Now that Twitter has announced it wants to raise $1 billion in a stock market flotation, it’s a good time to look at how important social media is to businesses of all kinds. As my Shanklyesque headline implies, I feel that if you’re ignoring the full potential of social media, you’re missing out on a potentially exciting and compelling way to grow your brand and your business.
You probably arrived here because you’re following either of my two business Twitter accounts, or though my other social media accounts such as LinkedIn. But what you may not be aware of is that I create and manage social media platforms for other businesses and groups that enable me to analyse and manage large amounts of followers and their behaviour and interactions.
Just one of the Twitter accounts I manage, for example, follows less than 140 people but has tens of thousands of followers including at least one Hollywood A-lister, another highly respected film director and many influencers in the UK, Irish and international media.
This insight, and the approaches used to build and maintain such a following, allows me to use the same processes to build and develop the social media presence for brands and other businesses, while creating and developing the voice that each individual brand requires.
Copywriting and an understanding of brand tone-of-voice are great social media skills to have and are highly valued by social media managers who understand how marketing has developed and grown with the new media tools.
Not every business or marketing department can afford to have a professional handling their social accounts for them, and the whole point of social media is that you should be able to do it yourself once you’ve got the skills and confidence to create and develop your voice and have a high level technical assurance with the tools.
But as social media is so important, it is the lifeblood of a digitally disruptive, socially driven company, then it’s important to do things right and start as you mean to go on. You should realise that your social media profile sets the voice and tone of your brand.
Increasingly it’s how the people who use your products or your services find you and it’s how they talk and interact with you even if you have a bricks and mortar real world presence.
If you have a brand and visual language, ask yourself if your design really does work across all the social media channels you use, and if it fits with the tone and message you want people to have of you and your business. If you think you need it get professional help but there are lots of resources available to help you.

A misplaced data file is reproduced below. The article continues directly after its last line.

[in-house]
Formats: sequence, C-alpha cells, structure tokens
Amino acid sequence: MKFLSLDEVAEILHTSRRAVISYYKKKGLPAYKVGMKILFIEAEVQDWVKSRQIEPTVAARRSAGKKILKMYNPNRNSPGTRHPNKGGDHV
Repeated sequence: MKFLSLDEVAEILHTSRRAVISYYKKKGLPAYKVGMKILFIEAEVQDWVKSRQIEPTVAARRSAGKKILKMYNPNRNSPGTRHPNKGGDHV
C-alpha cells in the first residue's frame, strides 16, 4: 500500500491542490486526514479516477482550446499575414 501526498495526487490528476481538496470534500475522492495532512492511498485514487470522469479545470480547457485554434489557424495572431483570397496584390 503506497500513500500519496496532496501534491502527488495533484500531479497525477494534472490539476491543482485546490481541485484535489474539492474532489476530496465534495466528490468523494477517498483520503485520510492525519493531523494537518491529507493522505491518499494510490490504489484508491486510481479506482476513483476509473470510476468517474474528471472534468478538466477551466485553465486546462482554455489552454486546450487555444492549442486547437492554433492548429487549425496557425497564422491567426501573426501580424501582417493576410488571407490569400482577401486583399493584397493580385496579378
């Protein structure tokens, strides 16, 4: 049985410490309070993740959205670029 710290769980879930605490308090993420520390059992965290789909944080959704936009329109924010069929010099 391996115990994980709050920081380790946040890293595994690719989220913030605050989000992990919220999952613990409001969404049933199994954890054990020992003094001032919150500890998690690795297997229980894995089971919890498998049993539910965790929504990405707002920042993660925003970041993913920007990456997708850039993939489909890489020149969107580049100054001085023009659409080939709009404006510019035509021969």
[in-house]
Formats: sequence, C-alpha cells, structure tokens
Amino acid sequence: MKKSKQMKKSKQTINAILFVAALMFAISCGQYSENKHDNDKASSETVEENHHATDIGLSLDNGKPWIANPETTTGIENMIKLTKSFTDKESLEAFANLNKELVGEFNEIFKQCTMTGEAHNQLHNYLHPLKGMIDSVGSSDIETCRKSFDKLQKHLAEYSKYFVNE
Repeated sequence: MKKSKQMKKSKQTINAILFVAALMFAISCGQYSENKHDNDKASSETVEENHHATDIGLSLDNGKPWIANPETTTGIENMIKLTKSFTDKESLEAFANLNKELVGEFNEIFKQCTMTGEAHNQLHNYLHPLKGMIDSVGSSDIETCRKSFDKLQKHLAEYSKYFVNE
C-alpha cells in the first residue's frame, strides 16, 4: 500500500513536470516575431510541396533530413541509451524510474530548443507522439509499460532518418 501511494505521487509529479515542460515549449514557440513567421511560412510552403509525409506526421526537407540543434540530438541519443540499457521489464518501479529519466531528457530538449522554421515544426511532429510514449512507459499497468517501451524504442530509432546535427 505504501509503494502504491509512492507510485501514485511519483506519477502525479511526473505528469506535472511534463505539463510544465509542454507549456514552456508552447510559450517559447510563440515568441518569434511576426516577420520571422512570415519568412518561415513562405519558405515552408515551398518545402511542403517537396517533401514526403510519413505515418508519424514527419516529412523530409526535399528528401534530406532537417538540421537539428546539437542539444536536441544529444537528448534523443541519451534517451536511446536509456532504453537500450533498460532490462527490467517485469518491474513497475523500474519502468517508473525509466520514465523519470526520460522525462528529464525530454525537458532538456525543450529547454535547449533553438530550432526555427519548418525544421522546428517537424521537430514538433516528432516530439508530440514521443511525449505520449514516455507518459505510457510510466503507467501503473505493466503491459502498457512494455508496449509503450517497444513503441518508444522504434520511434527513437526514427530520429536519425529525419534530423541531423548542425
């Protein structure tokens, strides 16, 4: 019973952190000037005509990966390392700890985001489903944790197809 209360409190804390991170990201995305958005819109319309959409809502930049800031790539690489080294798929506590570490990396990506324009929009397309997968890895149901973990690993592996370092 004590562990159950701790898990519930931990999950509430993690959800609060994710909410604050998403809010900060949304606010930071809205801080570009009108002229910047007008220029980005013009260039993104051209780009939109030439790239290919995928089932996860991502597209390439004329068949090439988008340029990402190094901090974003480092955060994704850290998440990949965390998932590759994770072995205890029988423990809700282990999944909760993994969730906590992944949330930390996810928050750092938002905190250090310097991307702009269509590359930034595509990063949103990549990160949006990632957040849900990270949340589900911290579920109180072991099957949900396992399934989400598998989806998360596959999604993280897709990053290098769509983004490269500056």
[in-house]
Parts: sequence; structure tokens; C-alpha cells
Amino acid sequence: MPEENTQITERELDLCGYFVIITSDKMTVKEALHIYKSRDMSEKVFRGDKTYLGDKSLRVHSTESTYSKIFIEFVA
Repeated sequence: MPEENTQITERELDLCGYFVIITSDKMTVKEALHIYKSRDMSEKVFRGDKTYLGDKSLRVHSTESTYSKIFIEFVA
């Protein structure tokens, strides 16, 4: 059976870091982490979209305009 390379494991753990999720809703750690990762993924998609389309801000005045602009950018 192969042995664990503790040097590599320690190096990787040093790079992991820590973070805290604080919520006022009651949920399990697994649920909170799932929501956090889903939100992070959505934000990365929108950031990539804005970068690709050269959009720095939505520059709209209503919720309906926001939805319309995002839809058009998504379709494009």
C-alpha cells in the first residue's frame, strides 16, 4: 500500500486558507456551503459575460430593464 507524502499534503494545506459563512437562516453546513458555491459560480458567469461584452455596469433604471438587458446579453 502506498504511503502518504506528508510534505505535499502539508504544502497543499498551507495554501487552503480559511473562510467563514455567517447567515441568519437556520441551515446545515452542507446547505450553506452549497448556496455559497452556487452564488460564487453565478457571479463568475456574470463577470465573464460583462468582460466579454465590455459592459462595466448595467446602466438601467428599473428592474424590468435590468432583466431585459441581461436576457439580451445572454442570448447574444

Here’s a good social media crib sheet that will help you see how your logo, images and messages need to change across the main social media platforms. It’s a little bit out of date as the platforms change regularly, so it’s still a good idea to get help from an experienced designer who can help you get things working right and looking professional whatever the media.
If you approach social media in a planned and structured way, you and you business will get a lot out of it and come to see it as a vital new business tool. Both Twitter and LinkedIn for example offer extremely powerful and detailed search facilities and it’s possible to see either, or both, as your own database, not only for finding information but also for building and developing new contacts and ultimately new partnerships and customers.
I’ve found too that many business owners and managers tend to forget that your website should be one of the core elements of your social media brand. Rather than merely being your online presence, your site should be playing a dynamic part in your social activity. It should be the place where all your media channels combine and link together and where people can experience the full range of your social media platforms and engage with you seamlessly.
If you’re feeling a little like this new social world has left you and your business behind remember – social media is not just another business tool, it’s much more important than that, but it’s never too late to start being social and growing your business too.